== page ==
The intuition is correct, although I would amend your statement that the smallest eigenvalue of the operator and its matrix discretizations is always strictly positive and hence never degenerated.
Putting it another way, this is why in infinite-dimensional spaces, it is not sufficient for a (self-adjoint) operator $A:V\to V^*$ to satisfy $\langle v,Av\rangle >0$ for every $v\in V$ but you need to have $\langle v,Av\rangle \geq c\|v\|^2$ for some $c>0$ independent of $v$.
But note that if what you want to show that a matrix $M$ is invertible (which is what the point of the Lax-Milgram is), positive-definiteness is not necessary, only sufficient -- you can have invertible matrices that are not positive definite. All that is required is that $M$ is injective and surjective.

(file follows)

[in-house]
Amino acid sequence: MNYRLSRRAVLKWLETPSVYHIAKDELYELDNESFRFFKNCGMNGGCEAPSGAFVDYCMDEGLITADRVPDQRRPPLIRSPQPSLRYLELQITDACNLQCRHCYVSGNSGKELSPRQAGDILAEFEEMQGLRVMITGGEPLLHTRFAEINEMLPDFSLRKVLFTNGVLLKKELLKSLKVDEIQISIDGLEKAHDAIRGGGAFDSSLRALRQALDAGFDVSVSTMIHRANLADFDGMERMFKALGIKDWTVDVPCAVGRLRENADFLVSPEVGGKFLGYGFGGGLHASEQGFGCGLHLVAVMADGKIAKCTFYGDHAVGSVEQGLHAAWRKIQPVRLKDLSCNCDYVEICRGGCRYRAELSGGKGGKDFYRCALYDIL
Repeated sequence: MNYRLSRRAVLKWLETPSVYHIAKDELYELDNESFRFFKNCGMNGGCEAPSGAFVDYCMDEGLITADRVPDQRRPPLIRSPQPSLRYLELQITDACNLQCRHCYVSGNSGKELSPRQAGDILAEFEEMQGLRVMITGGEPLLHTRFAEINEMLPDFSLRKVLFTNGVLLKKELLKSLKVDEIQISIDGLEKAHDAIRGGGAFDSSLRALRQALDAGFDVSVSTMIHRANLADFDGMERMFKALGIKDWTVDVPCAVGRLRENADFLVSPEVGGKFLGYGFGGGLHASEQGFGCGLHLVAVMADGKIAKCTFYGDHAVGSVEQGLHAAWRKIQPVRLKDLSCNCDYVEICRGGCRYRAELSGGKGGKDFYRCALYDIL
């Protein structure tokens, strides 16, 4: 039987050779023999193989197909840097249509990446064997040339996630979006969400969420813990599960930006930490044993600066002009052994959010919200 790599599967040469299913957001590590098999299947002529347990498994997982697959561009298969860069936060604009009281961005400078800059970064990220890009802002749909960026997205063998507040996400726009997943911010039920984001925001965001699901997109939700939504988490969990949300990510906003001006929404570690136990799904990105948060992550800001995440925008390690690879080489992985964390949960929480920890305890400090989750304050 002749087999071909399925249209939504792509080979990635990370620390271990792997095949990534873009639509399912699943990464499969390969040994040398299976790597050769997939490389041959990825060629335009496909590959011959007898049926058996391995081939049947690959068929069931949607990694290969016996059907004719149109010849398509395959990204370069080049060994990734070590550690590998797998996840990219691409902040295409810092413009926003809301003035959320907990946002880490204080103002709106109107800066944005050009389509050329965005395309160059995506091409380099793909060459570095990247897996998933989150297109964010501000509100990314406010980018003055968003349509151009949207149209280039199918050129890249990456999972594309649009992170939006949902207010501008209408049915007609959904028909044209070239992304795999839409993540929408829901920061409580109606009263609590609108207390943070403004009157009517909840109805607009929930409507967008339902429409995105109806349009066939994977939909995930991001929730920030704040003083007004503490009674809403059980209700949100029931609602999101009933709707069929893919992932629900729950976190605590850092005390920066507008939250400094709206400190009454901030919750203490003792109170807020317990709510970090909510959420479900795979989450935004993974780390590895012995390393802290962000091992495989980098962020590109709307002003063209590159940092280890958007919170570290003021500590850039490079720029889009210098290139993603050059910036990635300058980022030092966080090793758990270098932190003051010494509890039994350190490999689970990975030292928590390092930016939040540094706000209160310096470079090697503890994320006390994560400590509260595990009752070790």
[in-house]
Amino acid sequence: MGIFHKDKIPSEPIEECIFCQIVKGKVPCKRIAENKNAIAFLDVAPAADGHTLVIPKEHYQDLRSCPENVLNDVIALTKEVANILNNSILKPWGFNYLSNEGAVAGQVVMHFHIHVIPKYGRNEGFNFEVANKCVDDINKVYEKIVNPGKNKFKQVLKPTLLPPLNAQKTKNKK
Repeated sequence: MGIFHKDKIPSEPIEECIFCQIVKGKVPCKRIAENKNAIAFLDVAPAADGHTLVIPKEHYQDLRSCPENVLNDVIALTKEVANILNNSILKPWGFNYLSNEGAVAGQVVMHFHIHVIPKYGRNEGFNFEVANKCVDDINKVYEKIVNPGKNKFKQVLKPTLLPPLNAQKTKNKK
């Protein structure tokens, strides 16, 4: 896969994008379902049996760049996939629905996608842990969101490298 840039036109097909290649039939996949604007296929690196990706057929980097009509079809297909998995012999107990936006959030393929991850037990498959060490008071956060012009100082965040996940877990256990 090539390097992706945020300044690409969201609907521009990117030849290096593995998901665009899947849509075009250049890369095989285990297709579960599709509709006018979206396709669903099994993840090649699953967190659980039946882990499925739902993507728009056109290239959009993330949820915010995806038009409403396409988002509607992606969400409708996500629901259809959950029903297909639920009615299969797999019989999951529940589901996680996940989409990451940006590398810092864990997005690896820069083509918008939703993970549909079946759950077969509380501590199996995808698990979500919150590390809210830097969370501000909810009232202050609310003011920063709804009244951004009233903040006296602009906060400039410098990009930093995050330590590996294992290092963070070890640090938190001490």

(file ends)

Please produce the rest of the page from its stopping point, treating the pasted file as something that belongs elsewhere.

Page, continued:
The corresponding theorem for infinite-dimensional operators is the Banach-Necas-Babuska Theorem (see, e.g., Theorem 8.1 in my lecture notes), which replaces the Lax-Milgram Theorem when studying Petrov-Galerkin methods such as DG. Again, you need to make the assumption "quantitative" in infinite dimensions: instead of surjectivity, you need the so-called inf-sup condition.